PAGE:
What You Can See on Feb. 6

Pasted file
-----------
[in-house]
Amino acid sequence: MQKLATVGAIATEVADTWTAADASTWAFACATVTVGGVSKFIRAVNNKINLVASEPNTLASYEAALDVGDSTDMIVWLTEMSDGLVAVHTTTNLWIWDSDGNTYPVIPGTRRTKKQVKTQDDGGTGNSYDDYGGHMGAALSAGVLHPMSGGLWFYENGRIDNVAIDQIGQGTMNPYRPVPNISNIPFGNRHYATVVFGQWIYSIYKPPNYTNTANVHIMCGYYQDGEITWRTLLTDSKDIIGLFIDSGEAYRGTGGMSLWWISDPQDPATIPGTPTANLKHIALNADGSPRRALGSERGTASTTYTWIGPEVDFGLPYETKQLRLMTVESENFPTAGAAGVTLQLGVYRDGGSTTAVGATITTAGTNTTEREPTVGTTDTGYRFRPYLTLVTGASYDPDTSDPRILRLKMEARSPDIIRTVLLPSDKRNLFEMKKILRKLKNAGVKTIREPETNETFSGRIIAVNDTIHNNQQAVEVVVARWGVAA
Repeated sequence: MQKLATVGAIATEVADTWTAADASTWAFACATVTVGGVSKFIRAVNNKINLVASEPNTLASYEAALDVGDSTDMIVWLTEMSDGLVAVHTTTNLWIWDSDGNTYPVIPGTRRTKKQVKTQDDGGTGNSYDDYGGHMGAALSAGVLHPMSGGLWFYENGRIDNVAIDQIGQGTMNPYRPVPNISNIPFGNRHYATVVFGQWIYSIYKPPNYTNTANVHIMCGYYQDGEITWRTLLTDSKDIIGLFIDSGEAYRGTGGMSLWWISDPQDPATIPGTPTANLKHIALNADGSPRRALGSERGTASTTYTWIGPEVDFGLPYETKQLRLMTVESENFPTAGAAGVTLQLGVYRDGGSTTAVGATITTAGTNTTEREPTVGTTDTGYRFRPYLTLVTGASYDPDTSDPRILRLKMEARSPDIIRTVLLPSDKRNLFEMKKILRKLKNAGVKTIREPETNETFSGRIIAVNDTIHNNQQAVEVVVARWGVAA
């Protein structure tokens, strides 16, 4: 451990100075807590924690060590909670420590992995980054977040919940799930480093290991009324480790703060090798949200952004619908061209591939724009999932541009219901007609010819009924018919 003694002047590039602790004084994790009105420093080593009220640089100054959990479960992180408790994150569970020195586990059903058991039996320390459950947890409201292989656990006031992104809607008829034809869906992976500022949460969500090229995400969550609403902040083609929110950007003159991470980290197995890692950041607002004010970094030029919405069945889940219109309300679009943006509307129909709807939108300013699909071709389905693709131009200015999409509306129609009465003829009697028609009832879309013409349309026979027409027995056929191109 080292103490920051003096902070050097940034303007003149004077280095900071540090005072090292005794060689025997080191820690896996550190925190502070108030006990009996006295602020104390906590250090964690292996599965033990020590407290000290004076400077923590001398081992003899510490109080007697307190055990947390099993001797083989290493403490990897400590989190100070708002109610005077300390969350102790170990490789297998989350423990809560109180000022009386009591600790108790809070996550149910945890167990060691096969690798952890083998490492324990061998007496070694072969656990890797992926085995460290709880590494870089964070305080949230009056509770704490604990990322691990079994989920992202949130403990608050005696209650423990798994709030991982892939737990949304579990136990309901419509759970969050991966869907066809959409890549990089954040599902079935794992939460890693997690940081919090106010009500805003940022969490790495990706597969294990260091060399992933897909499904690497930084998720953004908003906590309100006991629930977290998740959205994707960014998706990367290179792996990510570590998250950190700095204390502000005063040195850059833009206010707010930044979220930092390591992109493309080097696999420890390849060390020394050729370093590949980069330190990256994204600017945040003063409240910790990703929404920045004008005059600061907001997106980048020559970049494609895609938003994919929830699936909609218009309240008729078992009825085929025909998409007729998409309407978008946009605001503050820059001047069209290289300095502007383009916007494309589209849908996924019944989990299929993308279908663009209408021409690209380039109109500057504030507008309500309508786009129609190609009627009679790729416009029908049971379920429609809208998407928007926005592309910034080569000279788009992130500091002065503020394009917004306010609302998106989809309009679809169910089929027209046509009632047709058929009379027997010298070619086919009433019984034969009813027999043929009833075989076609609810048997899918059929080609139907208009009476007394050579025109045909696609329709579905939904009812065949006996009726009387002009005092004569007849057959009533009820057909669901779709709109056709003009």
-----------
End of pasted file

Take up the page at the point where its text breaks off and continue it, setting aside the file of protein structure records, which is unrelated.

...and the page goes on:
From Audubon’s Earth Almanac by Ted Williams and compiled in “Wild Moments,” edited by Connie Isbell, Illustrations by John Burgoyne, Storey Publishing, 174 pages. Fast Food for Eagles First find a hydro-electric dam, then watch the winter sky. A bald eagle wheels overhead. Suddenly tail feathers splay, wings set, legs extend, and the great bird plunges through swirling mist into the tailrace. It hits the water and rises, shaking like a spaniel and clutching half a fish in its talons. The fish was bisected not by the eagle but by the blades of the generating turbine. Such open-water fishburger provides a smorgasbord for eagles, especially in regions where ice limits access to whole fish. Birds on Snowshoes The ruffed grouse, whose feather pattern makes it appear to be robed in royal ermine, is the most widespread upland game bird in America, residing in all Canadian provinces and 38 states. It is a creature of secret, forgotten places where aspens march into pastures rank with juniper and hawthorn, where multi-trunked wolf pines stand guard over stone walls and cellar holes, where bittersweet clutches at the gaunt arms of ancient apple trees and, especially, where snow lies heavy in the winter woods. As the North Pole tilts from the sun ruffed grouse grow "snowshoes" from all four toes -- protrusions that look and feel like hemlock needles. Frequently a bird allows itself to be buried by the first major snowstorm. Later, it will dive directly into soft snow, where it will spend much of the winter, emerging occasionally to stuff its crop with buds.